A single-player game does not need to be challenging to be fun. It doesn't actually have to be hard to complete. A single-player game can present an interesting storyline in ways that a multi-player game cannot (or, at least, has not yet).
In a single-player game you can develop characters and settings. You can explore a world. You can show the consequences of your actions. You can have a whole story arc.
My thoughts exactly. Pretty much every BioWare game ever (especially Dragon Age or the Mass Effect games) is about story and consequences; the gameplay is not terribly difficult, even on the highest difficulty settings. Same thing can be said for Bethesda games, like Fallout 3 or Oblivion; not 'impossible' to beat by any stretch, and far more about exploring interesting new worlds. All of these examples are games that did extremely well without ANY multiplayer 'tacked on', as it were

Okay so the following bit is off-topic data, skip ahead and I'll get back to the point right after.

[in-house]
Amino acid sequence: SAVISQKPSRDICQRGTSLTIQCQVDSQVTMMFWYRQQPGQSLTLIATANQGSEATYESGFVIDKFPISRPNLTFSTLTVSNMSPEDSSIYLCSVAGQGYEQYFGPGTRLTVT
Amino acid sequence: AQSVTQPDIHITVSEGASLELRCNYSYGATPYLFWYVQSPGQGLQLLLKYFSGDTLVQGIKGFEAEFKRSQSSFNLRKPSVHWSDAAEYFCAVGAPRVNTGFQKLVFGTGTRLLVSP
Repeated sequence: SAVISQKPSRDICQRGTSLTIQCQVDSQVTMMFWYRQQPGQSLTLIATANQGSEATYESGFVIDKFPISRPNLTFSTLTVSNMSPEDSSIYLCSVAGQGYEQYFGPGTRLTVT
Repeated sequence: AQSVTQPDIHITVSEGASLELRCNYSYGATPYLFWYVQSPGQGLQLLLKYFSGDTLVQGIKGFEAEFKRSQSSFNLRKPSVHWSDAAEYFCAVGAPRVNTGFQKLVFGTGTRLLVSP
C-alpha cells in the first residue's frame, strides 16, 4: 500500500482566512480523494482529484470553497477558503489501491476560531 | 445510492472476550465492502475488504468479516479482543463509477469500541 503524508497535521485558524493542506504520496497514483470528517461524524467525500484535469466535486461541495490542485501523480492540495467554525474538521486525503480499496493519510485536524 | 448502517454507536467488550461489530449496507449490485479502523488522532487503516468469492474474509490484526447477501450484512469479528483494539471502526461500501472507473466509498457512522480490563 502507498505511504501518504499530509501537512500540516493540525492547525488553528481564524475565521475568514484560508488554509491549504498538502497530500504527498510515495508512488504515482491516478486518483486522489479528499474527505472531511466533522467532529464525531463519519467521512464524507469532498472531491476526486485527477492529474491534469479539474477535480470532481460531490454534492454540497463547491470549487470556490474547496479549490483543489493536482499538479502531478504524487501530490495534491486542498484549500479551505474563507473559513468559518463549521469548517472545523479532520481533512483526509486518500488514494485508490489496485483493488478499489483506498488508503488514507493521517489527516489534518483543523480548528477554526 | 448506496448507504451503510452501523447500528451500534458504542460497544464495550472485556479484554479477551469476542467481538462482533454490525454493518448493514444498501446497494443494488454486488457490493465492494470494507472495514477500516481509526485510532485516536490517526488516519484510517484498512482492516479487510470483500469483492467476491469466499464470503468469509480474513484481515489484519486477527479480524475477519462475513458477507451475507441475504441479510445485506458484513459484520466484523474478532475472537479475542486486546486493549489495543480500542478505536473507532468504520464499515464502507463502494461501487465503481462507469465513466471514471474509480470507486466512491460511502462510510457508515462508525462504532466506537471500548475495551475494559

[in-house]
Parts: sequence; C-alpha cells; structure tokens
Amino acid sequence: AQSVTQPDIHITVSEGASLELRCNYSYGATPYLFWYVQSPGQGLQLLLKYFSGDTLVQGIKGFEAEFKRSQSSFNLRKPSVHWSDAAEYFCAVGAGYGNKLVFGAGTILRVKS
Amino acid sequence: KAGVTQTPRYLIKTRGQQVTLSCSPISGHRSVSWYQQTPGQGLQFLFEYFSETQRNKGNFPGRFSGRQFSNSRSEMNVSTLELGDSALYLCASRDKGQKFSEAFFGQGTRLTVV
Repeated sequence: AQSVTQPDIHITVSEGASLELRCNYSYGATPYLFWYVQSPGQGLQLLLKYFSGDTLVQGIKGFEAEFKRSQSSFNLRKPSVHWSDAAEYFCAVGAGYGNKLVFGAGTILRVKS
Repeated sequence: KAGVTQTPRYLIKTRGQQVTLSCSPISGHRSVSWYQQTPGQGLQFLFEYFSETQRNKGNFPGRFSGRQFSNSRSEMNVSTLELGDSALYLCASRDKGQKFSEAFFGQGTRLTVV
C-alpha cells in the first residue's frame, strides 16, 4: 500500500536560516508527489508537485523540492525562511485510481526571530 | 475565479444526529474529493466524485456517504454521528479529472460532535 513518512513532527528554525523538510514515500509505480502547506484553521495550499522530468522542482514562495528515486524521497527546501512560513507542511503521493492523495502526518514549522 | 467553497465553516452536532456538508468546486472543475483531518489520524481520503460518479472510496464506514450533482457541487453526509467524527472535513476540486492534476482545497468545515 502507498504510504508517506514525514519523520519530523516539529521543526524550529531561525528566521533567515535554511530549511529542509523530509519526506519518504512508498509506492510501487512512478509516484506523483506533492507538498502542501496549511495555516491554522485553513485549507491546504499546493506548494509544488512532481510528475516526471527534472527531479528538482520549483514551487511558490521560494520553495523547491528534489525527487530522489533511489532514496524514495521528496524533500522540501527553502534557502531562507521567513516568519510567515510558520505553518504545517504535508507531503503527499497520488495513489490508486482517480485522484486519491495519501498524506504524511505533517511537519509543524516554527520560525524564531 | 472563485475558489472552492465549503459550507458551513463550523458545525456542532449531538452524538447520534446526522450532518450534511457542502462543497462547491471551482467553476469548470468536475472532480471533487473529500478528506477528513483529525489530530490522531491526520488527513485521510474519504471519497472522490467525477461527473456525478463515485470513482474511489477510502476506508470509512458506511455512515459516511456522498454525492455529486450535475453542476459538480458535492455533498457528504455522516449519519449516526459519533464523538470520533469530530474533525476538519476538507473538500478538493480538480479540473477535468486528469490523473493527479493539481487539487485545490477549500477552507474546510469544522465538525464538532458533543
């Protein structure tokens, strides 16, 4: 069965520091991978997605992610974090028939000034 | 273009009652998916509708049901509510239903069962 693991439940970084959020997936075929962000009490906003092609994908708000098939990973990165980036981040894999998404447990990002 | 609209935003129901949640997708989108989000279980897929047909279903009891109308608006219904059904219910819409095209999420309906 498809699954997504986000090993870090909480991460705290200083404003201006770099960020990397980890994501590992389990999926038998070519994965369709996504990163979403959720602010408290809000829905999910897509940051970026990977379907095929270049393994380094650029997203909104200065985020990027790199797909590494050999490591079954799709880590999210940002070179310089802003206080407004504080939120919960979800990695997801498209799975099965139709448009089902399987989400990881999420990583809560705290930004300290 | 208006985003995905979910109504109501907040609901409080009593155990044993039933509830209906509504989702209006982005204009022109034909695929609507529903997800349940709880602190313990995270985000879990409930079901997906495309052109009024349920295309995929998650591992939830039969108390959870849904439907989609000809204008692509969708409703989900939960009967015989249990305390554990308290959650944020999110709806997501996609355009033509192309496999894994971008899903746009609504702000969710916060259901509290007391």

Multiplayer has its place, certainly. Every now and then I just need to put in Left 4 Dead and massacre some zombies with a couple of friends. But it's nice to separate myself from that sometimes and dig into a truly engrossing story.
I think the main point here is that nobody has found a good way to merge the two, so we are all stuck with either: a) single-player-focused games with deep and moving storylines / settings and a forced, artificial multiplayer tacked on or b) multiplayer-focused games with forced, artificial story / characters tacked on.